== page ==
Wary of her youngish captain. Afraid of edges, of conflict, of having to take charge, Lieutenant Joan Chikage is soon thrust into the leadership role she has so far avoided. As the highest ranking officer left on the doomed lower decks of the deep space cargo ship Goodall, it's up to Chikage to save her crew. Including the captain's cat. Their portion of the ship has been jettisoned away from the rest. And time is running out.
Murder, mutiny, action and adventure. First in a new space opera series.
I came across The Goodall Mutiny by Gretchen Rix while book reviewing and it stuck with me as a great candidate for this bundle. A murder mystery in space, it's a tense, quick story of a woman pushed into leadership when disaster overtakes her ship. – Cat Rambo
"(The Goodall Mutiny) … emerges as a decent mystery read set aboard a failing space vessel."– Amazon Review
"It reminded me of listening to the radio mystery theater. I am looking forward (to) reading book 2."– Amazon Review
"(The Goodall Mutiny) is a fast paced science fiction mystery."– Amazon Review
Chikage could see the decision to disobey her orders as it formed in her ensign's thoughts. It showed in his eyes.
The curl of his lips betrayed his intent; even his posture, suddenly turning rigid with tension, telegraphed his decision.
Chikage knocked him flat on his back with an uppercut to his chin, the hell with regulations. With the captain sailing merrily away from her doomed crew, she was top officer.
She'd do what she needed to.
She watched as he spat a trickle of blood out of his mouth. Did it taste metallic to him, like hers always did during their boxing exercises together?
She hoped so. It would make her scratched, bruised and aching hand all the more worth it.
She grimaced in distaste. Tiberius had escaped the sack when she struck her ensign, but she saw where he slunk off to. The cat would keep. Her hand needed attention, but wouldn't get it.
"I'd think twice before doing what you're planning, Van der Ryn," Chikage said, pointing her weapon down at his chest.
One hand trembled, so she aimed at him two-handed.
Then she continued her little speech. "I know you don't think I deserve this command, but be grateful for small favors. I've got it. The responsibility's mine. You just have to follow orders."
"You'll get us killed," he snarled. He bared his teeth at her. Van der Ryn sounded like a wounded animal getting ready to strike. Smelled like one, too.
Was he fancying himself as that lion in the poster he'd put on the wall? The one with the silken lady holding onto its mane?
Or was this just more posturing.
It would be difficult disarming her from down on the floor like that. Chikage bet on the posturing.
As Van der Ryn tried to lever himself up, he glared straight into her face. Chikage deliberately turned to stare past him at the void, and at the Goodall leaving them in her wake.
If he was going to make a move on her, he'd make it then.
"We've been dead ever since the ship got hit," Chikage told him. "And you know it."
She returned her attention to him, wondering if he'd be any use to her. He certainly hadn't thought she was any use to him up till now.
Her blunt assessment of their fate brought a slump to his shoulders. Chikage heard him suppress a moan that he covered by sniffling.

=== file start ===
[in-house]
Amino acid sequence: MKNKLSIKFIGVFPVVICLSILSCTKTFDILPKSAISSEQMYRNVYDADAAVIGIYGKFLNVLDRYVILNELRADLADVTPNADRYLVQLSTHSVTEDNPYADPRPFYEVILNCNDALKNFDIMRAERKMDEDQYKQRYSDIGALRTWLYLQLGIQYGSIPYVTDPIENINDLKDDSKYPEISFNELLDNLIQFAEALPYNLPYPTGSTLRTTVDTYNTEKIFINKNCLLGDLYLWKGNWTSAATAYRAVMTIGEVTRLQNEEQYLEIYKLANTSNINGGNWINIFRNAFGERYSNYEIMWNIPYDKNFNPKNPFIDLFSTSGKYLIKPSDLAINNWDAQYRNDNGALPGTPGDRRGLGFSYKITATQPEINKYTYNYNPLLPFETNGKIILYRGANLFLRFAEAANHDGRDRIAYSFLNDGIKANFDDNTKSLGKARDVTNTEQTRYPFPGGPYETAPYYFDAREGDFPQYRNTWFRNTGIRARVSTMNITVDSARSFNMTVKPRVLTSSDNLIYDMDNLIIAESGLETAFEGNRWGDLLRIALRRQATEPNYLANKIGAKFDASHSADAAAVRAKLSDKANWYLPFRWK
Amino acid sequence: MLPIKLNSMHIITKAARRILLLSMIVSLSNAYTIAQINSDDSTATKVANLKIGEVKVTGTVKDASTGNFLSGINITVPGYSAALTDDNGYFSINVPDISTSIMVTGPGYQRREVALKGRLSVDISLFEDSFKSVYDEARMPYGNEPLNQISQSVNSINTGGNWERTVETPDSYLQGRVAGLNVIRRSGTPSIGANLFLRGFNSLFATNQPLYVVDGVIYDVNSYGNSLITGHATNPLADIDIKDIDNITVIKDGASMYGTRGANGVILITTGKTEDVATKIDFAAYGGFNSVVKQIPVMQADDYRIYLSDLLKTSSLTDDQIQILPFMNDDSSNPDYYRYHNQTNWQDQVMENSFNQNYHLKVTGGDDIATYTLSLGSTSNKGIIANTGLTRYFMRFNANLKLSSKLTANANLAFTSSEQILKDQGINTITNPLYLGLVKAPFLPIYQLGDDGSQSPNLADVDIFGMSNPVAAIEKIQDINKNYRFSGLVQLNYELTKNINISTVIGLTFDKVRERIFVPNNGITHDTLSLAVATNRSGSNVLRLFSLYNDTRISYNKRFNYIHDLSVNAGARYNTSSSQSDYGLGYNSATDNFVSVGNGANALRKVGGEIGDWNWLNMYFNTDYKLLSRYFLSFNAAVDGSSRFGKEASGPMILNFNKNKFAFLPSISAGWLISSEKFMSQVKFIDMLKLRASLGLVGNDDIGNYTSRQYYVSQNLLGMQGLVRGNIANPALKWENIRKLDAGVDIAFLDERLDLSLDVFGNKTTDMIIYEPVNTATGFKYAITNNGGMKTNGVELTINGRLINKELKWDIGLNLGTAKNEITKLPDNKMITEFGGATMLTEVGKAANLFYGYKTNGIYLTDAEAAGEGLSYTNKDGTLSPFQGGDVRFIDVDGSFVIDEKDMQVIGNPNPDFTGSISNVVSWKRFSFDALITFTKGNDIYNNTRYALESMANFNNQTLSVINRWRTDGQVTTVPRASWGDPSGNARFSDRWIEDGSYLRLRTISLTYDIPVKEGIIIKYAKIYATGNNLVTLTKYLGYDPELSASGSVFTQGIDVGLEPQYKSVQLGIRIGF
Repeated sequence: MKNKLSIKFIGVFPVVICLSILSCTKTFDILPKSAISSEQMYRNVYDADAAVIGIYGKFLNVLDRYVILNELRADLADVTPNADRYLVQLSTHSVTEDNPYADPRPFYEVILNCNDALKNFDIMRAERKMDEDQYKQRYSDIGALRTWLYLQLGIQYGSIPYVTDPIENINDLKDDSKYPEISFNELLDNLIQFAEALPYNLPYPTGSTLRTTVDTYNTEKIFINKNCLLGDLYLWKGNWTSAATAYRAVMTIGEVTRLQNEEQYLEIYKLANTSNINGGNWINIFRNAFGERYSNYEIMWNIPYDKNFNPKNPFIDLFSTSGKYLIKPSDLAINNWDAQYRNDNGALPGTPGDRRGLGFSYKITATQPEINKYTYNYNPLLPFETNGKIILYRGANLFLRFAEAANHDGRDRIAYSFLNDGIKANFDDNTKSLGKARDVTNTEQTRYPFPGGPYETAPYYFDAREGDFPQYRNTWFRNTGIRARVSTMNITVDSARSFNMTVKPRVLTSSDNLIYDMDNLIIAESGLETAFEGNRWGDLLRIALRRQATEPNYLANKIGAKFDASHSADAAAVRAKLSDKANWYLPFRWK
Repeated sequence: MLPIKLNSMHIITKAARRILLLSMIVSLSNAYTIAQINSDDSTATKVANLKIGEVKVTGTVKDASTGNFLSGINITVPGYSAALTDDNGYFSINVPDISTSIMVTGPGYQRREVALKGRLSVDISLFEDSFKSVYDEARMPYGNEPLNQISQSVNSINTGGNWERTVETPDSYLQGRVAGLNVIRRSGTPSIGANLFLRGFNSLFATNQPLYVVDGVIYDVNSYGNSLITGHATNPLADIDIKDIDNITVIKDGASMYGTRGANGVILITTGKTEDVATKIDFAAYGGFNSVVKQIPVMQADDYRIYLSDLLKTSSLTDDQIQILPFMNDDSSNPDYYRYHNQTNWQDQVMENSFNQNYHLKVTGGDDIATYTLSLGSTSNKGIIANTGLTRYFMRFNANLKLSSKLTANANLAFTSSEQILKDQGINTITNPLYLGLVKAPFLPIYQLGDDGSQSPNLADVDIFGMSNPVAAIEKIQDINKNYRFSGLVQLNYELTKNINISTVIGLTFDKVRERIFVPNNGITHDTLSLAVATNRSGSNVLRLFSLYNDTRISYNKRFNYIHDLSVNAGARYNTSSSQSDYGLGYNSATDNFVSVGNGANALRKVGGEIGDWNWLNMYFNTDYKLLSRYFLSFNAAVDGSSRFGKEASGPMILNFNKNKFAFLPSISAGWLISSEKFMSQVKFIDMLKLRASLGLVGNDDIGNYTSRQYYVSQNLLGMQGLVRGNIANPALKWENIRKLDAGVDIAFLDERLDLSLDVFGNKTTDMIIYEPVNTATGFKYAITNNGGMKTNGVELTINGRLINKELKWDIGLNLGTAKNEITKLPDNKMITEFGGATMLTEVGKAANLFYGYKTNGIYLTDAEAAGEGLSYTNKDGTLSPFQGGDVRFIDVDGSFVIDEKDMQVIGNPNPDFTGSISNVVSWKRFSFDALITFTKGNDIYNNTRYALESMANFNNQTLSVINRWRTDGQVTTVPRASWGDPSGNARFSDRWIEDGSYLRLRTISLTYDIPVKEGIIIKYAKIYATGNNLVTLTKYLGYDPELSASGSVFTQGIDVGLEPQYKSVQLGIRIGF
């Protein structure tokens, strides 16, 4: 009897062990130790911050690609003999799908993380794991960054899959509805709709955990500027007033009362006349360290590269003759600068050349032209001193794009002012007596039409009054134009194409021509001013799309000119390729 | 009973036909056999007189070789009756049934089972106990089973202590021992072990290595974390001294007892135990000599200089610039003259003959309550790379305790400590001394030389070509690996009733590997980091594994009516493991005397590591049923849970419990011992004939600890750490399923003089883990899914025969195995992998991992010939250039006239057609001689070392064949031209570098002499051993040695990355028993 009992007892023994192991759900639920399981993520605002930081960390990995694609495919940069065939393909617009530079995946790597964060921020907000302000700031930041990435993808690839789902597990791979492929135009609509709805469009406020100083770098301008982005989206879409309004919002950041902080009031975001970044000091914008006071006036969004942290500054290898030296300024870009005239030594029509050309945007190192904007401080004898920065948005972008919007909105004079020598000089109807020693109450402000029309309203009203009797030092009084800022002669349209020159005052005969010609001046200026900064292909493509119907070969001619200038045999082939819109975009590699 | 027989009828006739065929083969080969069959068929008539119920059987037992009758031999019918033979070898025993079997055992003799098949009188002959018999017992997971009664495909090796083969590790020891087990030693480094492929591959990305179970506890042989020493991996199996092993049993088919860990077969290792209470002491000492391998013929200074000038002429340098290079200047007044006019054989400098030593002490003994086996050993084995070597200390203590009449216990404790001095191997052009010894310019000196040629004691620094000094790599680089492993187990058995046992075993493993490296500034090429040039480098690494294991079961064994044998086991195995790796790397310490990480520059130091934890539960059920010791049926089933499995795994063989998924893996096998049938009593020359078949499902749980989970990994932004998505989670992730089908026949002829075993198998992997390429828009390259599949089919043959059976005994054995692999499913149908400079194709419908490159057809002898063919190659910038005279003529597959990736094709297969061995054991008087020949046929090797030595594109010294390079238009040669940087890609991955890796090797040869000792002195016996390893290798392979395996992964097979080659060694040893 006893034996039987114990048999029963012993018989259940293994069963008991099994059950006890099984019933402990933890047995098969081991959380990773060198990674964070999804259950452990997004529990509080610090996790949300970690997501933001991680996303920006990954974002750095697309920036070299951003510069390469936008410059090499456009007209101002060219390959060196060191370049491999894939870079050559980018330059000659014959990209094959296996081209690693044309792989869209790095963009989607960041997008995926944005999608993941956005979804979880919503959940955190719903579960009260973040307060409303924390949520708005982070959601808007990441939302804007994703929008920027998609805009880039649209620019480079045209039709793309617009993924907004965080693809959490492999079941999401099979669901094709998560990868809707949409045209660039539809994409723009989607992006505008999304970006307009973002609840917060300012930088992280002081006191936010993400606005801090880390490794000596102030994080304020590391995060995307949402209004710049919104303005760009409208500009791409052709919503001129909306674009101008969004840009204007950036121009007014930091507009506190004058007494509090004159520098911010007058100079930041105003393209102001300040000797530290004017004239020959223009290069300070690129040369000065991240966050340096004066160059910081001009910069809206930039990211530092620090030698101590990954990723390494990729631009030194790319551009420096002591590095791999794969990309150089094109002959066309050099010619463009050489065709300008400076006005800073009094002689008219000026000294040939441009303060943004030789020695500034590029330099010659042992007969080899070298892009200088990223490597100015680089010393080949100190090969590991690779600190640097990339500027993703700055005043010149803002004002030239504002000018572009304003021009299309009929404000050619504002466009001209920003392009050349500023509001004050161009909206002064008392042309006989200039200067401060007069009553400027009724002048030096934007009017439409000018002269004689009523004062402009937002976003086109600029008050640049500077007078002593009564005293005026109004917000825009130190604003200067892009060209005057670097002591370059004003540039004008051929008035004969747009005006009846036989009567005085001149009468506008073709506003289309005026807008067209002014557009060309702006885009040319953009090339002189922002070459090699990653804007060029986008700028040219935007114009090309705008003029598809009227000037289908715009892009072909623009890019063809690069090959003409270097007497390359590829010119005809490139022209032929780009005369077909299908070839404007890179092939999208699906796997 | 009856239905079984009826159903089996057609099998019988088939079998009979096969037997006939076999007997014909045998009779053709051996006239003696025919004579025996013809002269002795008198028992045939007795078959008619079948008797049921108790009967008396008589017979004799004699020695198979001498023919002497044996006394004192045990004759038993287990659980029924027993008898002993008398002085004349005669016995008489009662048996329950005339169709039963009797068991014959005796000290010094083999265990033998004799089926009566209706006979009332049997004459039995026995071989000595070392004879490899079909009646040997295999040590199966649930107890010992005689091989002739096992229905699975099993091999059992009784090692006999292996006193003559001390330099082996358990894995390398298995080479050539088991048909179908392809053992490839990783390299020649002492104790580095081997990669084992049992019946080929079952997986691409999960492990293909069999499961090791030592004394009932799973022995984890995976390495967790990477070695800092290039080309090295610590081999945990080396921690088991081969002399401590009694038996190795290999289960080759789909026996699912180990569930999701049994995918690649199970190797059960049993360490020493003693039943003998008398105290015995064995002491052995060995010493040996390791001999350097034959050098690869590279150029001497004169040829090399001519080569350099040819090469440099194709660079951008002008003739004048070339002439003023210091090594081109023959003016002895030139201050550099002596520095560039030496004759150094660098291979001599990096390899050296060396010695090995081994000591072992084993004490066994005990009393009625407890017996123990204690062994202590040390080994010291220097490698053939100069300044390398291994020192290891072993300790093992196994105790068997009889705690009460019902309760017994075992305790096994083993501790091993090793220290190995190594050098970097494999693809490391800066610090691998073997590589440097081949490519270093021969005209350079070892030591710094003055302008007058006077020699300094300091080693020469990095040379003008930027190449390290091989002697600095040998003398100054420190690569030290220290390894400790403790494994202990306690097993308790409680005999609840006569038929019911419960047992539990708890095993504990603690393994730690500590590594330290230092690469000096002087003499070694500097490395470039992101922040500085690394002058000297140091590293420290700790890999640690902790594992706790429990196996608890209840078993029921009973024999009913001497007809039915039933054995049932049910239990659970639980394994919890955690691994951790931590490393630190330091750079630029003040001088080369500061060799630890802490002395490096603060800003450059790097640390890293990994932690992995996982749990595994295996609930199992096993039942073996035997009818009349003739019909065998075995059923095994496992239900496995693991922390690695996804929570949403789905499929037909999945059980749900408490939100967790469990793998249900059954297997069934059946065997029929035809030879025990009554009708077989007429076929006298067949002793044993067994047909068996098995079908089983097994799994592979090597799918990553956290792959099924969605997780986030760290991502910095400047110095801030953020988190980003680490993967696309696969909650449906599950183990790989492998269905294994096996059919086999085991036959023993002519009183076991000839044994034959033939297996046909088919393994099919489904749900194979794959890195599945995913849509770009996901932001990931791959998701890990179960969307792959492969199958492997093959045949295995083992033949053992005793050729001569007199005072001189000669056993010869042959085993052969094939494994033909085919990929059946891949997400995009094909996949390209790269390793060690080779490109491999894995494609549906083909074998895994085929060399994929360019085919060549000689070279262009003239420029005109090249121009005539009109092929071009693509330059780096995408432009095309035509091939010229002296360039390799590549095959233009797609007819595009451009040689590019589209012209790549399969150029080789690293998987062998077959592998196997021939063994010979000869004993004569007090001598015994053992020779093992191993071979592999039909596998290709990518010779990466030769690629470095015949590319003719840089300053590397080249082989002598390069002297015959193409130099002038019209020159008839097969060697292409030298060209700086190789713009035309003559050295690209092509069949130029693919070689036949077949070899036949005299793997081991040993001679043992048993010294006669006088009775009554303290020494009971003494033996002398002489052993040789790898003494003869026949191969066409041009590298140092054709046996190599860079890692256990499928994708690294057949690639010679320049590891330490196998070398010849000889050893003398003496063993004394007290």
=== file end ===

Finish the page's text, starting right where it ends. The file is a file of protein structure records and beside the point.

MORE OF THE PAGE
She caught herself sniffling in response, and in rubbing her hand under her nose found she had indeed been dribbling. What a picture she must have made. But it was past time to be embarrassed about it. It was time to do something.
She wiped her hands on her uniform.
It was too damned cold, and getting colder by the hour. They didn't need to worry about starving to death, they'd probably freeze first.
"We're losing heat, ensign. Can you fix it? And don't say what's the point! Can you fix it?"
She saw surprise in his face. Thought she also caught admiration there, at least for a split second.
Chikage holstered her weapon and then extended her hand to pull him to his feet. His hand felt clammy. Hers felt like a piece of ice. She let go as soon as she got him up.
She'd deflated him quite enough, she decided. Time to pump him back up a little bit. She didn't need him defeated, just not actively working against her.
And most of all she needed to get the both of them away from that edge. Even the elevator shaft had been better than this.
"Can you fix it?" she asked him.
He shook his head. "Haidar can fix it," Van der Ryn told her. "And he's already up there."
He looked at Chikage as if he expected her to affirm something. "We can't do anything from this level," he explained. "You'd save time if you just called him on the communicator, lieutenant."
She'd tried calling him already, but Van der Ryn didn't know that.
She feared that neither Leichter nor Haidar would answer her call, but Van der Ryn's suggestion made more sense than forcing him to climb the rungs to the next level and then check section by section for the two of them.
So she tried contacting them once again with her palm-set. They knew better than to answer the wall communication posts.
"Haidar. Leichter. This is Lieutenant Chikage. Report in. This is Chikage. Answer this communication."
Chikage heard her own voice go out over the connection, flat, defeated, un-commanding. Chikage had attacked the task as if there was no use doing it, recognizing it in her tone of voice too late to correct it. She saw Van der Ryn blanch.
"All right," she told him. "All right." There was one other thing she could try.
Chikage straightened her shoulders. She turned away from Van der Ryn and looked out into the abyss. Light shone from the Goodall, which was moving away from them with every second she wasted.